Crime landscapes of US frontier, hypnosis, Big Pharma and Galway
Novels from Kevin McCarthy, Tanya Farrelly, Fiona Gartland, Nessa O’Mahony and Ken Bruen
Kevin McCarthy’s first two novels, Irregulars and Peeler, were set against the backdrop of the Irish Civil War, but Wolves of Eden (WW Norton, €14.99) opens in the wake of the American civil war, with the psychologically scarred Union Army veteran Lieut Molloy dispatched to Fort Phil Kearny in the Dakota Territory to “put boots on the gallows” – ie, investigate the apparent murder of the fort’s sutler and his wife. Molloy being an alcoholic determined to drink himself to death, the investigation is largely conducted by his second-in-command, Sergeant Kohn; woven through Kohn’s attempts to penetrate the code of omerta that pertains at Fort Kearny is a rambling, semi-literate confession written by Michael O’Driscoll, an Irish immigrant who has served with the Union Army during the recent war.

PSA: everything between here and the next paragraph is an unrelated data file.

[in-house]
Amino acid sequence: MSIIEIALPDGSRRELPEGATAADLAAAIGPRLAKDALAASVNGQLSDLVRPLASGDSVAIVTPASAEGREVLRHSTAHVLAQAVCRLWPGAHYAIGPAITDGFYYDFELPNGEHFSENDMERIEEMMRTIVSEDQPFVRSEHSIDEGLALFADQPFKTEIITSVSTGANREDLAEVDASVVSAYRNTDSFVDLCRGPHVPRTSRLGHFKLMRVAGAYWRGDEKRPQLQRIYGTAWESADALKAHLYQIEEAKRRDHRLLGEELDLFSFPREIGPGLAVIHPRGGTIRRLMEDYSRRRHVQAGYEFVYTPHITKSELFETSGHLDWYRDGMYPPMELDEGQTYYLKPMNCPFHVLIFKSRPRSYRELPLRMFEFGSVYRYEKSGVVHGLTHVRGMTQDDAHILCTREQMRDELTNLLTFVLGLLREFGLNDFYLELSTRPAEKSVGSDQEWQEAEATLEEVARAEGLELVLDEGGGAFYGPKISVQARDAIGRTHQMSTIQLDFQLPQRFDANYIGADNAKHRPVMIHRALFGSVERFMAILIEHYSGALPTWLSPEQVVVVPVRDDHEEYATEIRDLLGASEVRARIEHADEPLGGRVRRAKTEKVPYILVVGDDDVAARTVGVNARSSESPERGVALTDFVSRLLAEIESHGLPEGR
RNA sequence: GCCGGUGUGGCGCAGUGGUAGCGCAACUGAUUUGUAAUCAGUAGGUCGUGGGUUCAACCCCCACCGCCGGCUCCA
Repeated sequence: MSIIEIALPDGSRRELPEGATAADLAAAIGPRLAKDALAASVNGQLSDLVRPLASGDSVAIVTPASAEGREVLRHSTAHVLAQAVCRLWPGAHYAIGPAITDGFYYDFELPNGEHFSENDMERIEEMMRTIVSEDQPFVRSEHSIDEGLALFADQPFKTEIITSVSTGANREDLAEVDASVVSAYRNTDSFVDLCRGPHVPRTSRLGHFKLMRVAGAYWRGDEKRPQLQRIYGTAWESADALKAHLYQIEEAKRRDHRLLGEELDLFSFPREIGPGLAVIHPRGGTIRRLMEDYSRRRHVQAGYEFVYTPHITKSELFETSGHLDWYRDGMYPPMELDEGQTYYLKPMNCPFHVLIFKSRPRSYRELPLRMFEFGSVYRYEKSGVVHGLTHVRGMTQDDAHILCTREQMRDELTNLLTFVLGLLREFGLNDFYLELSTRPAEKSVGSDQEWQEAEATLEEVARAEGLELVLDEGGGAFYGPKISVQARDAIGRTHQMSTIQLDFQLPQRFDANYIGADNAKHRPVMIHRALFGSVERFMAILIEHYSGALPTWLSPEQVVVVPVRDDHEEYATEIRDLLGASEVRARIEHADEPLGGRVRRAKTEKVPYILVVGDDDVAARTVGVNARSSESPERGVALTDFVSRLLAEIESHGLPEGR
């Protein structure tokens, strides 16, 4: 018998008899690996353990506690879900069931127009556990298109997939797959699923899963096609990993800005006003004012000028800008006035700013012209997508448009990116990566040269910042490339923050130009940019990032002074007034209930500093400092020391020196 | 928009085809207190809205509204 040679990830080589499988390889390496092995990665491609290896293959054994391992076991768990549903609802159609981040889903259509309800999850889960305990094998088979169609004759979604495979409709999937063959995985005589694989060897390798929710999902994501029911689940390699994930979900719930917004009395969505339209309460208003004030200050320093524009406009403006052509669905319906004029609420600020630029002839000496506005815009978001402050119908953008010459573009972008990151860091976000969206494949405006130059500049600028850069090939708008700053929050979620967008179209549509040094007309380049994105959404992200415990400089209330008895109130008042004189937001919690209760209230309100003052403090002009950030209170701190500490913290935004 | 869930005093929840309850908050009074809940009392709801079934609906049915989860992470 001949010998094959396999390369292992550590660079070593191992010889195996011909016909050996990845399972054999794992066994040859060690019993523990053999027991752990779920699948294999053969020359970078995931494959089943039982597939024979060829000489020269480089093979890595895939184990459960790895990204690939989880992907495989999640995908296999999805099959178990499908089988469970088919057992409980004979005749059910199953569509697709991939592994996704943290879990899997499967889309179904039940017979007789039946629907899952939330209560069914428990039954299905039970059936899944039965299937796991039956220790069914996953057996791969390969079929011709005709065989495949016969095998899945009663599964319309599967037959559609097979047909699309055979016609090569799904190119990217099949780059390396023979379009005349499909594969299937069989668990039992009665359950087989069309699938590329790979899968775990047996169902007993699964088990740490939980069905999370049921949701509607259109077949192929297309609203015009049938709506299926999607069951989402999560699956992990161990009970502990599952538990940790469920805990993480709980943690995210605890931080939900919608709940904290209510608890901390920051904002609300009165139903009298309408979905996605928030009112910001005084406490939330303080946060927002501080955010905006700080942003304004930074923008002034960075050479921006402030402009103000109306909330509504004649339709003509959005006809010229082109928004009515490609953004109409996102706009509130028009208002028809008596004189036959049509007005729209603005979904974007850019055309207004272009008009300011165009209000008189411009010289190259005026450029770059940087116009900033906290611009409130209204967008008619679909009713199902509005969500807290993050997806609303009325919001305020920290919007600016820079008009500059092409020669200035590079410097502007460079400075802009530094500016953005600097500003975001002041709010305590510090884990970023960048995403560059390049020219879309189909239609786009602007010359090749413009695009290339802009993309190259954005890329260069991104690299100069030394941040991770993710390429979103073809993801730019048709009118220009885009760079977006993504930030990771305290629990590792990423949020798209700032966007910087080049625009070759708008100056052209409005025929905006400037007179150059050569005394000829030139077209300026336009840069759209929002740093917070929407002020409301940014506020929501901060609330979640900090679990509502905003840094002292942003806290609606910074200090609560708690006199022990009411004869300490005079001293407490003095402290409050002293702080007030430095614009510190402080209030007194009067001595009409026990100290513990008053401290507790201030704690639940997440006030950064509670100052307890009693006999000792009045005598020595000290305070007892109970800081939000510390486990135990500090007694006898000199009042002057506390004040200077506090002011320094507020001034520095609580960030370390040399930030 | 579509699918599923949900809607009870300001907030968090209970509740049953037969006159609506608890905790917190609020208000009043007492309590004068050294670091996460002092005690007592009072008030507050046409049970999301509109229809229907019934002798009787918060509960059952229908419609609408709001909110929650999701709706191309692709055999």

Wolves of Eden
A compelling tale of men who were “chucked into the roaring flames of history”, Wolves of Eden is superbly detailed in its depiction of frontier soldiering, with Fort Kearny besieged by Chief Red Cloud and the story playing out against the events which led to the Fetterman Massacre of 1866. Flashing with shards of coal-black humour – Michael’s brother Tom, shot in the face at the battle of Chickamauga, has “a face that would make a funeral turn from a main road” – Wolves of Eden is a brutal, blood-soaked and unsentimental account of the Old West that bears comparison with Cormac McCarthy’s Blood Meridian.